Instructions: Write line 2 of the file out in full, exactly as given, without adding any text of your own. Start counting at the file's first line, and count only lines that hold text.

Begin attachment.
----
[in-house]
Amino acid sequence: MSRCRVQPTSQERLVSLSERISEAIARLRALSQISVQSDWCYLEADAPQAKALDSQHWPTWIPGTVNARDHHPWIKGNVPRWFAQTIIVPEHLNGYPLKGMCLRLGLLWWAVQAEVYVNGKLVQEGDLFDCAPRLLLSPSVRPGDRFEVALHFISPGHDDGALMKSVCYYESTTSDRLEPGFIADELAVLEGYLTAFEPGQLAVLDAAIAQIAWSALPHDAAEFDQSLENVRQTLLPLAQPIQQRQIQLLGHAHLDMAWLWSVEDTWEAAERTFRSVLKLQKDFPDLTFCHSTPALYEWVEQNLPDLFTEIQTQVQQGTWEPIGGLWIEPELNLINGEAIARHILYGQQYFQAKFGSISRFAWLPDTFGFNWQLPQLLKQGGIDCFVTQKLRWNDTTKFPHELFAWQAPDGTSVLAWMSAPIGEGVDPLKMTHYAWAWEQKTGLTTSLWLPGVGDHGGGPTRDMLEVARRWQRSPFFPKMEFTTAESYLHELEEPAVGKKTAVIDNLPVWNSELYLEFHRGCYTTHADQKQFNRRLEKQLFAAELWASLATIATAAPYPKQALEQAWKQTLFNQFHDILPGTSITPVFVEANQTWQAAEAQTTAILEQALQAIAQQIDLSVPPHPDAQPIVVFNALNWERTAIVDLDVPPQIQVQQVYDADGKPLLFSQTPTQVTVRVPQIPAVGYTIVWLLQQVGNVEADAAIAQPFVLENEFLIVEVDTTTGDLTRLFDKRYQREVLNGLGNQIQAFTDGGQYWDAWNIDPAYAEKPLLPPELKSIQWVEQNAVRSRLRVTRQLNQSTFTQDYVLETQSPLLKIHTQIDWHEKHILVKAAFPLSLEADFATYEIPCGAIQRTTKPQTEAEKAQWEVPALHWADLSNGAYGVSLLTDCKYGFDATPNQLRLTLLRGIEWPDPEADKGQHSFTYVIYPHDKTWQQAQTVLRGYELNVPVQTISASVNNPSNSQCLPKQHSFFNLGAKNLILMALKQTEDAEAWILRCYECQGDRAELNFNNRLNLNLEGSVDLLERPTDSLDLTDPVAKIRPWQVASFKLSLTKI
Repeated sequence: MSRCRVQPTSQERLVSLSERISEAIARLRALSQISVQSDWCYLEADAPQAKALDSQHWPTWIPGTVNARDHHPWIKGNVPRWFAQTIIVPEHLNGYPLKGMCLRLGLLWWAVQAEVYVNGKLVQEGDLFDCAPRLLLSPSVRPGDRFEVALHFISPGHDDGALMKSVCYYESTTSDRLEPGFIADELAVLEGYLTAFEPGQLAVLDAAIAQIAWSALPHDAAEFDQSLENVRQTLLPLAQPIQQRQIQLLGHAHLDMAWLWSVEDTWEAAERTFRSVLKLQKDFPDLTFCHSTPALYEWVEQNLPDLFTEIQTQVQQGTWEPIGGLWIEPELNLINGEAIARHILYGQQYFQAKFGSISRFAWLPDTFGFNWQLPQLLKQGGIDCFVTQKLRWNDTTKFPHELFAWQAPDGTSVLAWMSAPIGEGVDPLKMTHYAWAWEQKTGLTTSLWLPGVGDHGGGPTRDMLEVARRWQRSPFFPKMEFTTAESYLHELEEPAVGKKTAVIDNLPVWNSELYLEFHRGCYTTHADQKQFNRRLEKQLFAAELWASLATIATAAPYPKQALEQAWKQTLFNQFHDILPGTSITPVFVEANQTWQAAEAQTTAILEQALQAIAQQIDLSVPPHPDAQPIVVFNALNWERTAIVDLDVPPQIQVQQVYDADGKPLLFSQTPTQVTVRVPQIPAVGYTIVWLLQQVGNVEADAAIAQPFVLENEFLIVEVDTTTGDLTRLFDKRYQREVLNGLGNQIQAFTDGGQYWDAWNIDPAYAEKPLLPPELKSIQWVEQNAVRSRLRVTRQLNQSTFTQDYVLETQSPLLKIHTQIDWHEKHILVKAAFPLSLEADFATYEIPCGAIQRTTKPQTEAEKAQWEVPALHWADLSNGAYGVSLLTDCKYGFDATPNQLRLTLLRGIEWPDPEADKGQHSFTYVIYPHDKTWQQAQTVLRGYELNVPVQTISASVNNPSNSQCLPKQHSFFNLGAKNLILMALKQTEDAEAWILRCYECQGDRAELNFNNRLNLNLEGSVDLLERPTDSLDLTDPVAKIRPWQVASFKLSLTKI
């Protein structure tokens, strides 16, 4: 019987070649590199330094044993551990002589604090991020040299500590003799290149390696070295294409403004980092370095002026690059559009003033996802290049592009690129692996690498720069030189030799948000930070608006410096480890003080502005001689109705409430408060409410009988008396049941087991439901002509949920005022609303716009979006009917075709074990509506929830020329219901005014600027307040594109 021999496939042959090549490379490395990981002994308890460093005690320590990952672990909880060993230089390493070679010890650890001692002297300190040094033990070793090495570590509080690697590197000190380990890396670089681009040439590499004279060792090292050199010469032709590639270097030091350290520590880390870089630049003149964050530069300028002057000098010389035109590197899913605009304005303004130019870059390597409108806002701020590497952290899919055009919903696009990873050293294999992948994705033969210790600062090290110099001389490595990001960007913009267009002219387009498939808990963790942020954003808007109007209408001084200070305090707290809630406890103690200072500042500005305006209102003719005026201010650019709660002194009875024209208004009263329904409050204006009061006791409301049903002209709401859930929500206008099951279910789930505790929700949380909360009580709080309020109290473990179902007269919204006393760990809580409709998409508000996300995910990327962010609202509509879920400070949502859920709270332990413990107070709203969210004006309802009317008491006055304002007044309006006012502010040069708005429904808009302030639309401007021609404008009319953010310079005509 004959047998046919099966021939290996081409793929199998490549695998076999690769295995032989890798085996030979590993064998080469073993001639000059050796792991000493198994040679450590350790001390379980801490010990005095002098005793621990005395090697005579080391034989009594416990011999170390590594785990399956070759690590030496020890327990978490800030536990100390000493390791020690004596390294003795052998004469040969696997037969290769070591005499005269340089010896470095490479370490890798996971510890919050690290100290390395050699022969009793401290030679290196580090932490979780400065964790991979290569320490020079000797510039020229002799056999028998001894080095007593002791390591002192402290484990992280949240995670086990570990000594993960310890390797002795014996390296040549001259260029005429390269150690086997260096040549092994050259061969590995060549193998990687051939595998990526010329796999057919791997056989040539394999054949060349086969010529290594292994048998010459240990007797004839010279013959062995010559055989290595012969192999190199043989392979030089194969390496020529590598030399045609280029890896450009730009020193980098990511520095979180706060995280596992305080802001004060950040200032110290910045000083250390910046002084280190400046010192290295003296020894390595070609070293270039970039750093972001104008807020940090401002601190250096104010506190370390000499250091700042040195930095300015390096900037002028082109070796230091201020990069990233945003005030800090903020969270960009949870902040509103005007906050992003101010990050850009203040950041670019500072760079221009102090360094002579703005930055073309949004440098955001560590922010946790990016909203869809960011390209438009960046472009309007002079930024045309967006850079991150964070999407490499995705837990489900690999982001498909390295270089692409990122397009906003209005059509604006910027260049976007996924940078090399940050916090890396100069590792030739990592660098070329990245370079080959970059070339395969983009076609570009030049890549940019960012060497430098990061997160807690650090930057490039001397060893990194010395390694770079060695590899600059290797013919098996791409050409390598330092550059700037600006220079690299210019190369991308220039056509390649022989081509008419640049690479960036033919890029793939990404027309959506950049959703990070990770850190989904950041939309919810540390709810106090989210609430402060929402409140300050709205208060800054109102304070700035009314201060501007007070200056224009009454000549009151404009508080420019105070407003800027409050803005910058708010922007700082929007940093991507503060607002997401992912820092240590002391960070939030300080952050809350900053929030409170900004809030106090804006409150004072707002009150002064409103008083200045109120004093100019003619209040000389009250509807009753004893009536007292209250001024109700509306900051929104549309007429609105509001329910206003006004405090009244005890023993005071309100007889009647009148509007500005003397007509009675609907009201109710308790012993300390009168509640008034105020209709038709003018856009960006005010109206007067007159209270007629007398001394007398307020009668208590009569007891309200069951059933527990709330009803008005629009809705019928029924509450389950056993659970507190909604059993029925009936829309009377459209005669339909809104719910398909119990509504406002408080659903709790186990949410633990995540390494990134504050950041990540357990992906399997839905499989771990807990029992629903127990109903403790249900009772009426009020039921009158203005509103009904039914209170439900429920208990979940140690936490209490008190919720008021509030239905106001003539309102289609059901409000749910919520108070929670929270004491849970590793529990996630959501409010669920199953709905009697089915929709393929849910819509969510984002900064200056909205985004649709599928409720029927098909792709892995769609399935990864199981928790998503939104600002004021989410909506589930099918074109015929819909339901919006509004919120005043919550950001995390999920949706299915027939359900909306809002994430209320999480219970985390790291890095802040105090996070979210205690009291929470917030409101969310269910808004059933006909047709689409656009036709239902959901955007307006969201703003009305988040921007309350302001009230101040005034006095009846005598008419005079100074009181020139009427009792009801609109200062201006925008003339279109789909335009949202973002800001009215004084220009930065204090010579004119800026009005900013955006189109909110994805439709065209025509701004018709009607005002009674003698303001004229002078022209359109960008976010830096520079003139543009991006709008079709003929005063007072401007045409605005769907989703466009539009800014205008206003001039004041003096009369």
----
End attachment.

Amino acid sequence: MSRCRVQPTSQERLVSLSERISEAIARLRALSQISVQSDWCYLEADAPQAKALDSQHWPTWIPGTVNARDHHPWIKGNVPRWFAQTIIVPEHLNGYPLKGMCLRLGLLWWAVQAEVYVNGKLVQEGDLFDCAPRLLLSPSVRPGDRFEVALHFISPGHDDGALMKSVCYYESTTSDRLEPGFIADELAVLEGYLTAFEPGQLAVLDAAIAQIAWSALPHDAAEFDQSLENVRQTLLPLAQPIQQRQIQLLGHAHLDMAWLWSVEDTWEAAERTFRSVLKLQKDFPDLTFCHSTPALYEWVEQNLPDLFTEIQTQVQQGTWEPIGGLWIEPELNLINGEAIARHILYGQQYFQAKFGSISRFAWLPDTFGFNWQLPQLLKQGGIDCFVTQKLRWNDTTKFPHELFAWQAPDGTSVLAWMSAPIGEGVDPLKMTHYAWAWEQKTGLTTSLWLPGVGDHGGGPTRDMLEVARRWQRSPFFPKMEFTTAESYLHELEEPAVGKKTAVIDNLPVWNSELYLEFHRGCYTTHADQKQFNRRLEKQLFAAELWASLATIATAAPYPKQALEQAWKQTLFNQFHDILPGTSITPVFVEANQTWQAAEAQTTAILEQALQAIAQQIDLSVPPHPDAQPIVVFNALNWERTAIVDLDVPPQIQVQQVYDADGKPLLFSQTPTQVTVRVPQIPAVGYTIVWLLQQVGNVEADAAIAQPFVLENEFLIVEVDTTTGDLTRLFDKRYQREVLNGLGNQIQAFTDGGQYWDAWNIDPAYAEKPLLPPELKSIQWVEQNAVRSRLRVTRQLNQSTFTQDYVLETQSPLLKIHTQIDWHEKHILVKAAFPLSLEADFATYEIPCGAIQRTTKPQTEAEKAQWEVPALHWADLSNGAYGVSLLTDCKYGFDATPNQLRLTLLRGIEWPDPEADKGQHSFTYVIYPHDKTWQQAQTVLRGYELNVPVQTISASVNNPSNSQCLPKQHSFFNLGAKNLILMALKQTEDAEAWILRCYECQGDRAELNFNNRLNLNLEGSVDLLERPTDSLDLTDPVAKIRPWQVASFKLSLTKI